This resulted in 6 bluegills landed, and one hookup with a grass carp.  After a short battle, I reeled in a large scale on the fly hook.  It wouldn't have counted.

Also...don't you just hate it when you start to feel crowded at your fishing spot?  There I was, minding my own business, enjoying some measure of solitude even though there were others fishing on the other side of the pond.
And then...The GANG arrived.  Down the shoreline they came, coming straight for me.  Their nefarious intentions were clear from the beginning...I was about to get MUGGED.  It was obvious they just wanted dough.  The problem is that if you give in and toss them the dough, they don't leave...they just want MORE.  Never satisfied.  Where's the police when you need them?  I didn't give them what they wanted, and eventually they moved on.  I managed to get a snapshot, in case the cops need help to I.D. the perps:
And for my fellow fly-tyers out there...some of these feathers sure look useful!

And then it started to rain, very gentle at first, and I thought I could keep fishing and outlast the rain.  But then it started raining more heavily.  That's when the lightning started striking close by.  So, I got chased off by the storm, and it got the best of me, since I was pretty well soaked by this time.
A few hours later, the sun was out once again.  I headed back to the same pond.  No grassies were visible anymore, so I started fishing for crappies and bluegills.  I ended up catching about (conservatively) 25 of each on a silver Springbrook Wunder microjig.

While there, a couple younger fellas came down with spinning gear to fish for bass.  They both caught at least one each.  One was big enough to cause major excitement on their part.  Unfortunately, it was bleeding heavily from a gill when they landed it.  They tried releasing it but it was floating belly-up.  One worked for a good 5 minutes or so at reviving it, and the bass did eventually swim away.  I fished for a couple hours after that, including the area where they released the bass.  It never floated back to the surface, so hopefully their efforts will allow that bass to heal and continue living.  If not...well, I hate seeing large bass harvested from these public ponds since they are about the only thing that keeps the bluegill populations somewhat regulated.  But then...turtles gotta eat too.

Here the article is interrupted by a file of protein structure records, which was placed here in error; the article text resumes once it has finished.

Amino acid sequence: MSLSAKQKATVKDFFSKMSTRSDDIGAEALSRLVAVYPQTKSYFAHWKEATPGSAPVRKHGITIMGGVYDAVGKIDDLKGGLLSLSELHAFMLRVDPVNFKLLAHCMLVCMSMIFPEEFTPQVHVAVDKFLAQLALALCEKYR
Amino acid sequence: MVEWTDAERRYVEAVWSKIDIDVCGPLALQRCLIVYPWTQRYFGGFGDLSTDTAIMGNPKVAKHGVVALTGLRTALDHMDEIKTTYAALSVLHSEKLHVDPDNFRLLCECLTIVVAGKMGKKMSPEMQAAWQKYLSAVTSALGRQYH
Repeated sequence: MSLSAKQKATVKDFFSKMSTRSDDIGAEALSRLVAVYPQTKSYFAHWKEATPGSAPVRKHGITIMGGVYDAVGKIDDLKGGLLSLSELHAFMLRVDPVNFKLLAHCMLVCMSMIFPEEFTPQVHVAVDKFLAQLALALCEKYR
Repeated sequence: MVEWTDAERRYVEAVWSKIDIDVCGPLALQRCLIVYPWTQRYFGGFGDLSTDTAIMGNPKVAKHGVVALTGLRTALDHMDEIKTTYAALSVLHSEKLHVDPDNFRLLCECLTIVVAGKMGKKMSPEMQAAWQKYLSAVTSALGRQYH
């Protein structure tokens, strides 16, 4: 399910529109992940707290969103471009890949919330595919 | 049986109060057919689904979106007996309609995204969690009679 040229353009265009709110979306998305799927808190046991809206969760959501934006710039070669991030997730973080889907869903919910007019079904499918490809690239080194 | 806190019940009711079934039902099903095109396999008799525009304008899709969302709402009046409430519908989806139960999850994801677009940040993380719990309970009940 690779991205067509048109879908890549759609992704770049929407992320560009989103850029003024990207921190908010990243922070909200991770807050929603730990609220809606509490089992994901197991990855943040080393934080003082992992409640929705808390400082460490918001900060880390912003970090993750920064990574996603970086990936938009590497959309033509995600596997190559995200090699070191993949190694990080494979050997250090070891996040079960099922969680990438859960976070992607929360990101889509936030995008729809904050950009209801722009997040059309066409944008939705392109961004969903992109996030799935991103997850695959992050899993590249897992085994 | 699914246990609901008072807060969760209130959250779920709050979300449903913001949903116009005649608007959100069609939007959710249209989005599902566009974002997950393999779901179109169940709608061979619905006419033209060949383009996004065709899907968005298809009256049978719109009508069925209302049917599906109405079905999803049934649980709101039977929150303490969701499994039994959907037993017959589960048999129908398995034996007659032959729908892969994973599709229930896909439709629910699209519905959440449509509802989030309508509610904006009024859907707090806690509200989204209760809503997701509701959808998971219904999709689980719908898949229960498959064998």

Towards the end of my outing, several kids (a couple of them recognized me from fishing at this pond before) and a mom came over and wanted me to catch some fish for them to see.  That would be a lot of pressure to put on someone, since the other folks fishing at the pond were struggling to catch anything at all.  But I was catching pretty steadily, so I showed them a couple crappies and a couple bluegills.  They thought I was pretty cool, and they enjoyed releasing the fish back to the water.

Wednesday, June 13, 2012

Tuesday Evening Fly-Fishing, 6-12-2012

First...some recent updates:

I got out Monday night to the Prairie Ridge South pond.  It was windy, and I’d hoped to see (and fish for) grass carp back in the east end of the pond, but there were several other people fishing back there, so I didn’t even go on that side of the bridge.  I ended up catching a couple bass and around 20 bluegills, with some nice ones up to at least 8.5”.

I fly-fished during lunch on Tuesday at the backwaters below Saylorville.  Tried for carp.  Might’ve had one take, but no hookups.  There were some visible carp feeding in the area, and I made casts to a handful of them.  Mostly tried an egg pattern, both with and without an indicator.  It was really shallow where I was fishing.

Last night I went to Georgetown Park pond.  It was pretty calm for a change.  Caught 15 crappies, 8 bluegills, 1 bass, and 1 catfish (25.5").

The catfish was awesome fun and extremely strong.  Since it wasn't 27", it isn't the same one I had caught at least 3 times before.  I caught the catfish and most of the crappies on an unweighted #8 white Woolly Bugger.

I also finally hooked another grass carp!  I had cast near the grass carp, and it looked like the grass carp moved towards the fly, then sunk out of sight.  Then my line started moving away so I set the hook.  I fought it for quite awhile...but every time I got it to the surface it was coming in TAIL I think it was snagged/foul-hooked.  I'll never know for sure because as I was trying to drag it over the top of the weeds/algae near shore, my line broke.  Pretty exciting while it was on, was making huge boils on the surface and peeling line!

Monday, June 4, 2012

FINALLY! Carp on Fly Rod for 2012

With all the carp I've been seeing and casting to lately, I really thought it would have happened before now...but at least I've finally got those first fly rod carp of 2012 in the books!

I had some time to fish this evening, so I called my buddy Jay.  He prefers to fish the BIG water of nearby Saylorville Lake, rather than fish the local public ponds I frequent.  My friend Dale had stopped by and was going to flyfish one of the ponds nearby that actually has some carp in it, too, so either choice would have been fine by me.  But we chose Saylorville.  I took a fly rod AND a spinning rod.

We walked the long walk to the water from the parking area.  We reached the water and started walking up the shoreline to a point.  Almost there, we spooked some carp from along the shoreline.  It was extremely murky water.  The fish were nearly right at the waters edge in the shallows, but you could only see them on occasion when waves from the oddly "super-high for a Monday night" boat traffic would recede and expose the fish.  As soon as the water would start to settle down to where sight fishing might be possible, another boat would go by.  This went on nearly the entire time we were there!